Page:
p. Del Piano, M., et al. (2010). The use of probiotics in healthy volunteers with evacuation disorders and hard stools: a double-blind, randomized, placebo-controlled study. Journal of clinical gastroenterology, 44, S30-S34. x. Del Piano, M., et al. (2008). In vitro sensitivity of probiotics to human pancreatic juice. Journal of clinical gastroenterology, 42, S170-S173. i. Mogna, L., et al. (2012). Assessment of the in vitro inhibitory activity of specific probiotic bacteria against different Escherichia coli strains. Journal of clinical gastroenterology, 46, S29-S32.h. Del Piano, M., et al. (2014). Correlation between chronic treatment with proton pump inhibitors and bacterial overgrowth in the stomach: any possible beneficial role for selected lactobacilli?. Journal of clinical gastroenterology, 48, S40-S46.
x. Del Piano, M., et al. (2008). In vitro sensitivity of probiotics to human pancreatic juice. Journal of clinical gastroenterology, 42, S170-S173.
i. Mogna, L., et al. (2012). Assessment of the in vitro inhibitory activity of specific probiotic bacteria against different Escherichia coli strains. Journal of clinical gastroenterology, 46, S29-S32.h. Del Piano, M., et al. (2014). Correlation between chronic treatment with proton pump inhibitors and bacterial overgrowth in the stomach: any possible beneficial role for selected lactobacilli?. Journal of clinical gastroenterology, 48, S40-S46.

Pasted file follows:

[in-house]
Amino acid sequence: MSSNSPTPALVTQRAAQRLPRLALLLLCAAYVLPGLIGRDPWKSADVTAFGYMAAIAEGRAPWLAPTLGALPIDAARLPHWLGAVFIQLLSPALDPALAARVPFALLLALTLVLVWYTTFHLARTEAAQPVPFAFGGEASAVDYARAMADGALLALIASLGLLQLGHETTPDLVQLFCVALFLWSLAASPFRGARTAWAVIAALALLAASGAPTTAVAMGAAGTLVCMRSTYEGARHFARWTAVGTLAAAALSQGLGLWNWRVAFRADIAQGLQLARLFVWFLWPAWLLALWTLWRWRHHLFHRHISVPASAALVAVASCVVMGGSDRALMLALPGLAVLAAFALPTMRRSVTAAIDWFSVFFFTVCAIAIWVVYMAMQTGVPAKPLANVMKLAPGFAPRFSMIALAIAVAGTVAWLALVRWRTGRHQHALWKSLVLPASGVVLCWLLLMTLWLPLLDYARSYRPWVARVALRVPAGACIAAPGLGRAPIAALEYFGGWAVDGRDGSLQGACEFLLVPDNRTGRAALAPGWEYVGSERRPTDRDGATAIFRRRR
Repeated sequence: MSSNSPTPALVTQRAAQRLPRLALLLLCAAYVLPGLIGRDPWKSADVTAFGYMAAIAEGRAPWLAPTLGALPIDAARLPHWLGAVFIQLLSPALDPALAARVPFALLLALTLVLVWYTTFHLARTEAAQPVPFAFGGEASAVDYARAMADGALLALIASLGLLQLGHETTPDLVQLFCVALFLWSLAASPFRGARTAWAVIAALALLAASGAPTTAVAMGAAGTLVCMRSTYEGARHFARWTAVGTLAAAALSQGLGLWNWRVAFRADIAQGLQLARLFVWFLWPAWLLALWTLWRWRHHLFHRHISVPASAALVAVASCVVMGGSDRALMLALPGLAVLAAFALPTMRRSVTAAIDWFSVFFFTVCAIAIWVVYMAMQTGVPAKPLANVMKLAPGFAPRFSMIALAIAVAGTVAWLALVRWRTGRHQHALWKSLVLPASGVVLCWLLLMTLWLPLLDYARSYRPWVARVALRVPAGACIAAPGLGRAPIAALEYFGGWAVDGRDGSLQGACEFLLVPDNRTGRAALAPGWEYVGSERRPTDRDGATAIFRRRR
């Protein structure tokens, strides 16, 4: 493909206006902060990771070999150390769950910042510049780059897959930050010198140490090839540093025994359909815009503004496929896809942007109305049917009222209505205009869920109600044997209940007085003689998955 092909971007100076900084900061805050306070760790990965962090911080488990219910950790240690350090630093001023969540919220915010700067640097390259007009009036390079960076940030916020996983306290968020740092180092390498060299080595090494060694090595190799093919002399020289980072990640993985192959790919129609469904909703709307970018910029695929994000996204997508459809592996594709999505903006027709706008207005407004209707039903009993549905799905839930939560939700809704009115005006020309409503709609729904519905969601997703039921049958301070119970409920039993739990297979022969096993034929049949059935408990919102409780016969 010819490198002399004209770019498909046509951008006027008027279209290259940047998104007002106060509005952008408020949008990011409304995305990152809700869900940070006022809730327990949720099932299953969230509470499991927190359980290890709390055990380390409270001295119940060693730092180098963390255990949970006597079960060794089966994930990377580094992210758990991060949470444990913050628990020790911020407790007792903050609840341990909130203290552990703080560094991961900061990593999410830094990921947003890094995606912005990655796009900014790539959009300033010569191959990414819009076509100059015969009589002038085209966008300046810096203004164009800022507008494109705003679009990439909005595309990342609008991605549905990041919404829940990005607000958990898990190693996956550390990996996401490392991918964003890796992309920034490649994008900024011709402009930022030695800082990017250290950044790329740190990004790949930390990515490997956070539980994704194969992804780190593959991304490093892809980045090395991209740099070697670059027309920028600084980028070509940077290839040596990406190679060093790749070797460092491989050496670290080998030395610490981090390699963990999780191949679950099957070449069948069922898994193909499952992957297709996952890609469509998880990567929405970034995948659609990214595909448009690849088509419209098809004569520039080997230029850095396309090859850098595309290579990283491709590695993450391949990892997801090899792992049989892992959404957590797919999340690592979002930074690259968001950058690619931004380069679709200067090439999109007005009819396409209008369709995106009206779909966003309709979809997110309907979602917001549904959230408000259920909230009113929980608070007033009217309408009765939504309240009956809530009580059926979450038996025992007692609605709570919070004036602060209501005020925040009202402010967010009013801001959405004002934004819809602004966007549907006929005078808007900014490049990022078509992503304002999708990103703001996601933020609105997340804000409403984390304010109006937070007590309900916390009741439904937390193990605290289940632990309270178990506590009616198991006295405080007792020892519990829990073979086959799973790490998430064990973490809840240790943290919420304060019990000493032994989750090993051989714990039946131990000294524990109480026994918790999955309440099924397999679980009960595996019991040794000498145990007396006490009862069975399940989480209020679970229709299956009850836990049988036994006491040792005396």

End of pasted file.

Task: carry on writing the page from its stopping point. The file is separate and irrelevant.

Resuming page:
A healthy cardiovascular system is important in order to be able to cope with everyday life, to feel fit and to be able to do sports. Especially with age, the topic "heart and circulation" comes more and more into focus, since hidden risks can lurk here. That is why it is crucial to take care of this system preventively and in good time. An important approach is weight management to achieve a healthy Body Mass Index (BMI). Studies have shown that inulin (from chicory root) can help with weight loss3. The onset of (pre-)diabetes could also be delayed2,3 and an anti-hyperglycaemic (against an elevated blood sugar level) effect could be determined2. Furthermore, studies have shown that the intake of polyphenols, e.g. contained in pomegranate, could support a reduction in cardiovascular risks1. Blood lipid balance is also important for cardiovascular health. If these are out of balance, e.g. if the level of “bad” cholesterol (LDL) is too high, this can have negative effects on the vascular system. Studies have shown that the inulin3 contained in the chicory root, but also certain strains of bacteria4, intervene in this system.
1. Noad, R.L., et al. (2016). Beneficial effect of a polyphenol-rich diet on cardiovascular risk: a randomized control trial. Heart, 102(17), 1371-1379.
2. Nishimura, M., et al. (2015). Effects of the extract from roasted chicory (Cichorium intybus L.) root containing inulin-type fructans on blood glucose, lipid metabolism, and fecal properties. Journal of traditional and complementary medicine, 5(3), 161-167.
3. Guess, N.D., et al. (2015). A randomized controlled trial: the effect of inulin on weight management and ectopic fat in subjects with prediabetes. Nutrition & metabolism, 12(1), 36.
4. Andrade, S., & Borges, N. (2009). Effect of fermented milk containing Lactobacillus acidophilus and Bifidobacterium longum on plasma lipids of women with normal or moderately elevated cholesterol. Journal of dairy research, 76(4), 469-474.